Whenever I say I’m travelling alone the first question almost everybody asks is “isn’t that dangerous”, or “aren’t you scared”. The answer to both is “No, no more so than staying home and living a quiet life.”
I’m also a member of a number of groups for women who travel solo, and the most often raised issue among them is safety. Women are always hyper aware of safety, particularly personal safety. For some women the thought of being unsafe, or of not know what to do if something happens is enough to put them off travel. Which is a shame.
A while ago I did a quick survey of some of the groups I’m a member of to find out what it was that women were afraid of, and what they want to be able to help them get out there. I’m working on some tips for solo women travellers in response to these, as well as some videos. I’ll put them online as they’re completed. I’m not a mechanic or a safety and security expert, and all these tips are written from my perspective as somebody who is out there experiencing it.
If you do have any other questions you want answered or topics for videos, drop me a quick note via my contact page.
In the meantime, here a few quick tips for solo women travellers (or anybody really)
Trust your gut
If something is telling you it’s not safe, listen. Move on. Generally there’s a reason we get that feeling even if we can’t pinpoint why at the time.
Even if it is the safest place on earth, the fact you feel uncomfortable means you won’t enjoy your time there anyway. Don’t stay.
Communication is key
If you want mobile phone coverage outside major cities, Telstra really is the only option. Things are changing, but very slowly. William Creek on the Oodnadatta Track only has Optus coverage (or did last time I was there), and there are a few other places that also have Optus, but generally if you’re going outback you will need Telstra.
If you are going really remote you need a satellite phone. You can hire satphones, but if you’re going to do a fair bit of travelling it’s worth investing in one of your own. They are expensive, but worth every penny for the peace of mind if you’re in an area with no mobile coverage.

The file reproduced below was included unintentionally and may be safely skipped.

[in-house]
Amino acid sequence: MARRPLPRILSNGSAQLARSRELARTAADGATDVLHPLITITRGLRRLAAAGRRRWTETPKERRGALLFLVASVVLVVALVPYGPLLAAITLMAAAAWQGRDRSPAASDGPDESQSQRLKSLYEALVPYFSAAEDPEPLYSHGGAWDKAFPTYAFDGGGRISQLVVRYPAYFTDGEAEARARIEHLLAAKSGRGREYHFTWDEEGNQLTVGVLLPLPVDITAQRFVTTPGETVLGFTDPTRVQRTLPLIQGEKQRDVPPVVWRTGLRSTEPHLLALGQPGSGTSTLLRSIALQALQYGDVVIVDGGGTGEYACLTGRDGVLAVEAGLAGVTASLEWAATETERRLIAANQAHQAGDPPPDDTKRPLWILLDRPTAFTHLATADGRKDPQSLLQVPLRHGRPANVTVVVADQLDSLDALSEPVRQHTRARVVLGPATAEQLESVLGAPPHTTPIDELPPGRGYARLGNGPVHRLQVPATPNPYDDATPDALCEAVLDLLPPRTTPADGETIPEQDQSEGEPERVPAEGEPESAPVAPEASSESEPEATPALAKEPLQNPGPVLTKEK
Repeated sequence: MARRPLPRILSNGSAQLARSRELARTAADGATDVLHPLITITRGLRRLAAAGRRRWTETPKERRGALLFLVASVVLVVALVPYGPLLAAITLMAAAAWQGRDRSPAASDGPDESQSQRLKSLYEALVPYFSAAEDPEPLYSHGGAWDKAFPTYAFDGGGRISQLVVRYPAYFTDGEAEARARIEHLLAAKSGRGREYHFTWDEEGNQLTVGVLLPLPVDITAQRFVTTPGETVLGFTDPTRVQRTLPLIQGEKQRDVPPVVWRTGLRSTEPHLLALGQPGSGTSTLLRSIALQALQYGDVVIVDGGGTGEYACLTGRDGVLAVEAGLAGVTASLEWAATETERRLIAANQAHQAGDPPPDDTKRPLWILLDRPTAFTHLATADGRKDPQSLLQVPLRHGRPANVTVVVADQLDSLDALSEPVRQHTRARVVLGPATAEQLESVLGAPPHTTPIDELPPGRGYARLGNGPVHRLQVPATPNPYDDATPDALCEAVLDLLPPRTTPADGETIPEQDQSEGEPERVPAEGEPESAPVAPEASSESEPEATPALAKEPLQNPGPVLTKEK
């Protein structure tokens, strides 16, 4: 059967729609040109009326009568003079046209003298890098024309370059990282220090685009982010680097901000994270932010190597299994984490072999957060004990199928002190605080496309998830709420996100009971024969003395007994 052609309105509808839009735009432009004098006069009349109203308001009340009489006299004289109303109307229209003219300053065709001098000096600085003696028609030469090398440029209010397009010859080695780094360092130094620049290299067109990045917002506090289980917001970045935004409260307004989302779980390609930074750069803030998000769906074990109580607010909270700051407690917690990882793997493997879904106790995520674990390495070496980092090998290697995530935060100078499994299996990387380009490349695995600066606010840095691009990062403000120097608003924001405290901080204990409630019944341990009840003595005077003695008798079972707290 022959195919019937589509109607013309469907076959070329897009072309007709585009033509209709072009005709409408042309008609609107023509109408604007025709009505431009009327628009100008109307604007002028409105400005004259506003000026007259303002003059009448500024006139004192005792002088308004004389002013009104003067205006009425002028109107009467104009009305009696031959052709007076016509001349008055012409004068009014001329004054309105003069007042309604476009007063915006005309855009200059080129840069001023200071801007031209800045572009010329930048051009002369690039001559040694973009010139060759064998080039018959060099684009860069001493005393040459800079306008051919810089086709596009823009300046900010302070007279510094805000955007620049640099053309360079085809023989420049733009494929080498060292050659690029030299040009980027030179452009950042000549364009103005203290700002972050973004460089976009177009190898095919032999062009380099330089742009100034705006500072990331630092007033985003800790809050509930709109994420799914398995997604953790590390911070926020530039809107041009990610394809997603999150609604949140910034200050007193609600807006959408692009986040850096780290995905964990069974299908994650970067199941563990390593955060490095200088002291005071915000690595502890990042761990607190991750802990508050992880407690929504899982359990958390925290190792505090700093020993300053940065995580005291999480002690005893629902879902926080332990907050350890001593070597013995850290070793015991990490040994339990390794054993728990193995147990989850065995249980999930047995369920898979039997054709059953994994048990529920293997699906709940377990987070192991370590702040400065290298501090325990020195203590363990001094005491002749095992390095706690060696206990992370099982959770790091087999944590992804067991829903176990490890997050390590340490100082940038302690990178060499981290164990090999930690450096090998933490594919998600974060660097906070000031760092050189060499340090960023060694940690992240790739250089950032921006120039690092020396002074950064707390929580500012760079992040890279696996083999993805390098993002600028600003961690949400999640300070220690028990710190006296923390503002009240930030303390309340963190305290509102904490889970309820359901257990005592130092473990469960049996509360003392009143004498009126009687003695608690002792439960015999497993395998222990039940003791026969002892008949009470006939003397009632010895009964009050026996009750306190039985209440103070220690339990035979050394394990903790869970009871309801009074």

A personal location beacon (PLB) is also a good idea, but for life and death emergencies only. If you get really lost and have no other options, trigger the PLB for an emergency rescue. A signal is sent to a satellite, then down to an emergency response station – possibly the military.
Have a communications plan
Make a plan with somebody at home about when/how often you’ll call to let them know you’re ok. Then stick to it. The plan should also include what they should do if you miss a check in, and when they should start worrying. You don’t want them sending out a rescue service just because you decided to stay for one more sunset!
Know your equipment
One of the best pieces of advice I got from Doc was “Check over your car every day. You might not know what you’re looking at, but you’ll notice when something changes. That’s when you fix it, or get help.” This has been invaluable for me, and also taught me a lot about the car so I can fix minor things on the go, like when the car started leaking water in the Simpson and I was able to find the problem and fix the hose.
Put together a toolbox of things that you’ll need to do repairs on the run, and learn how to use all the tools. Include essential spare parts, not just for the engine but for other parts of your set up. I will be doing more on what tools you should carry, and how to use them.
Do your own research
There are always people to tell you “it’s too dangerous”, or “it’s not very interesting, don’t go there”. If I listened to everything people told me I’d never go anywhere or do anything exciting! Do your own research. Find out about the place/s you want to go: what is there to see/do, where can you stay, do other travellers go there, what are the roads like, etc. Then make up your own mind. Sure, you might be disappointed by some experiences, but, as they say, you’ll never, never know if you never, never go.
Learn how to meet people
Loneliness can be an issue when you’re travelling solo, even for the most introverted of us. You need to be able to push yourself out of your comfort zone and take the first step in approaching and meeting people. If you’re approaching a couple or mixed group, start speaking with the woman first. Stupid as it sounds, some women do think you are trying to chat up their partner (and some men think you are trying to chat them up). Those people are best avoided, but you probably won’t know which they are until you start talking with them. That said, most people are very happy to have a chat, and share a campfire or even a meal. But you often do have to make the first move. More on this in “Gaining confidence”.
Perhaps the most important of all. Don’t get so hung up on trying not to do anything stupid that you forget to have fun. After all, that’s why you’re out there travelling! And we all do stupid things, I know I’ve done a lot. They might even become the most interesting parts of your stories about your travels when you get home again.